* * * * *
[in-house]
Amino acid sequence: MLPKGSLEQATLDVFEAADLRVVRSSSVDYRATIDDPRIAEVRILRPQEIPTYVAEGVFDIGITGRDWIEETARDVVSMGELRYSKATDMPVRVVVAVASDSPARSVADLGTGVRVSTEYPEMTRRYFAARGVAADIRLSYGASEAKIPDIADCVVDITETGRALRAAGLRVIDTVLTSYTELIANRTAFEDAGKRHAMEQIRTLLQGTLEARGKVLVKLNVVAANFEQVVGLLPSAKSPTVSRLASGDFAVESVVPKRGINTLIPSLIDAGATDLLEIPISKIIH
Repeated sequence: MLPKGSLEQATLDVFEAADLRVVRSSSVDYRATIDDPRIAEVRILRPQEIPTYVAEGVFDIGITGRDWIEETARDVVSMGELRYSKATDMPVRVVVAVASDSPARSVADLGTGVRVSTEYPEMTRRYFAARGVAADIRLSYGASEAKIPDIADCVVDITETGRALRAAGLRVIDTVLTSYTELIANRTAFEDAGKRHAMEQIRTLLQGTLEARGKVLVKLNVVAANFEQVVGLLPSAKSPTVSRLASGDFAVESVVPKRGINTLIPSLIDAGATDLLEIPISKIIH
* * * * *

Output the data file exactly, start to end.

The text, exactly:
[in-house]
Amino acid sequence: MLPKGSLEQATLDVFEAADLRVVRSSSVDYRATIDDPRIAEVRILRPQEIPTYVAEGVFDIGITGRDWIEETARDVVSMGELRYSKATDMPVRVVVAVASDSPARSVADLGTGVRVSTEYPEMTRRYFAARGVAADIRLSYGASEAKIPDIADCVVDITETGRALRAAGLRVIDTVLTSYTELIANRTAFEDAGKRHAMEQIRTLLQGTLEARGKVLVKLNVVAANFEQVVGLLPSAKSPTVSRLASGDFAVESVVPKRGINTLIPSLIDAGATDLLEIPISKIIH
Repeated sequence: MLPKGSLEQATLDVFEAADLRVVRSSSVDYRATIDDPRIAEVRILRPQEIPTYVAEGVFDIGITGRDWIEETARDVVSMGELRYSKATDMPVRVVVAVASDSPARSVADLGTGVRVSTEYPEMTRRYFAARGVAADIRLSYGASEAKIPDIADCVVDITETGRALRAAGLRVIDTVLTSYTELIANRTAFEDAGKRHAMEQIRTLLQGTLEARGKVLVKLNVVAANFEQVVGLLPSAKSPTVSRLASGDFAVESVVPKRGINTLIPSLIDAGATDLLEIPISKIIH